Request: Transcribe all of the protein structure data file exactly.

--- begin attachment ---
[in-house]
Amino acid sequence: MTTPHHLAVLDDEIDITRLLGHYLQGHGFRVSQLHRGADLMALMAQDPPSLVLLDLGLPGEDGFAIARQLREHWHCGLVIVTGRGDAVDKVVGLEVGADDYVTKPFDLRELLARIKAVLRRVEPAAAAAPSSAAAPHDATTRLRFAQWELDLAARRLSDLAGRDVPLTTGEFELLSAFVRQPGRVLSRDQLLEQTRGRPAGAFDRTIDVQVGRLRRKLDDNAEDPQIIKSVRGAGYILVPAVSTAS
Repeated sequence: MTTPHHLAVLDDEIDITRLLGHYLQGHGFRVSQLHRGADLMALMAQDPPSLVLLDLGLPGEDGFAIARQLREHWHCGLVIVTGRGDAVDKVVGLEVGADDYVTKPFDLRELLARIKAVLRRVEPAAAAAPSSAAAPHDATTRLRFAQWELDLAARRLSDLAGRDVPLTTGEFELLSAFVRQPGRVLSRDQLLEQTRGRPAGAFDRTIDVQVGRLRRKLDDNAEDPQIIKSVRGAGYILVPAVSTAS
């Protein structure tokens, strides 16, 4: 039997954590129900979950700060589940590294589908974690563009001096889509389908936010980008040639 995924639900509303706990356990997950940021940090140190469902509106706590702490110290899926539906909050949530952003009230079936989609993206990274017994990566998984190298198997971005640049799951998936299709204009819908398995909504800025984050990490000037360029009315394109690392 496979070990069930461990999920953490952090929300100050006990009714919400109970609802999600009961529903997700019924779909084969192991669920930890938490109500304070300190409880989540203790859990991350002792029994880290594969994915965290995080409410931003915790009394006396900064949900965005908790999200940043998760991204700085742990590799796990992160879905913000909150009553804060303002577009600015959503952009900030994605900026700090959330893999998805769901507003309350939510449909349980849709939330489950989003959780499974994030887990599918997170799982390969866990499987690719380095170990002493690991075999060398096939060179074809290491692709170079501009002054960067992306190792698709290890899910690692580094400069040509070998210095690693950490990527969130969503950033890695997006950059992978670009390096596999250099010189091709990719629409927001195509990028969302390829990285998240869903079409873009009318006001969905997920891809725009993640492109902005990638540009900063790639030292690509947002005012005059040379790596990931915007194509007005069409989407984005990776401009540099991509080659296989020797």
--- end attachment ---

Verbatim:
[in-house]
Amino acid sequence: MTTPHHLAVLDDEIDITRLLGHYLQGHGFRVSQLHRGADLMALMAQDPPSLVLLDLGLPGEDGFAIARQLREHWHCGLVIVTGRGDAVDKVVGLEVGADDYVTKPFDLRELLARIKAVLRRVEPAAAAAPSSAAAPHDATTRLRFAQWELDLAARRLSDLAGRDVPLTTGEFELLSAFVRQPGRVLSRDQLLEQTRGRPAGAFDRTIDVQVGRLRRKLDDNAEDPQIIKSVRGAGYILVPAVSTAS
Repeated sequence: MTTPHHLAVLDDEIDITRLLGHYLQGHGFRVSQLHRGADLMALMAQDPPSLVLLDLGLPGEDGFAIARQLREHWHCGLVIVTGRGDAVDKVVGLEVGADDYVTKPFDLRELLARIKAVLRRVEPAAAAAPSSAAAPHDATTRLRFAQWELDLAARRLSDLAGRDVPLTTGEFELLSAFVRQPGRVLSRDQLLEQTRGRPAGAFDRTIDVQVGRLRRKLDDNAEDPQIIKSVRGAGYILVPAVSTAS
């Protein structure tokens, strides 16, 4: 039997954590129900979950700060589940590294589908974690563009001096889509389908936010980008040639 995924639900509303706990356990997950940021940090140190469902509106706590702490110290899926539906909050949530952003009230079936989609993206990274017994990566998984190298198997971005640049799951998936299709204009819908398995909504800025984050990490000037360029009315394109690392 496979070990069930461990999920953490952090929300100050006990009714919400109970609802999600009961529903997700019924779909084969192991669920930890938490109500304070300190409880989540203790859990991350002792029994880290594969994915965290995080409410931003915790009394006396900064949900965005908790999200940043998760991204700085742990590799796990992160879905913000909150009553804060303002577009600015959503952009900030994605900026700090959330893999998805769901507003309350939510449909349980849709939330489950989003959780499974994030887990599918997170799982390969866990499987690719380095170990002493690991075999060398096939060179074809290491692709170079501009002054960067992306190792698709290890899910690692580094400069040509070998210095690693950490990527969130969503950033890695997006950059992978670009390096596999250099010189091709990719629409927001195509990028969302390829990285998240869903079409873009009318006001969905997920891809725009993640492109902005990638540009900063790639030292690509947002005012005059040379790596990931915007194509007005069409989407984005990776401009540099991509080659296989020797």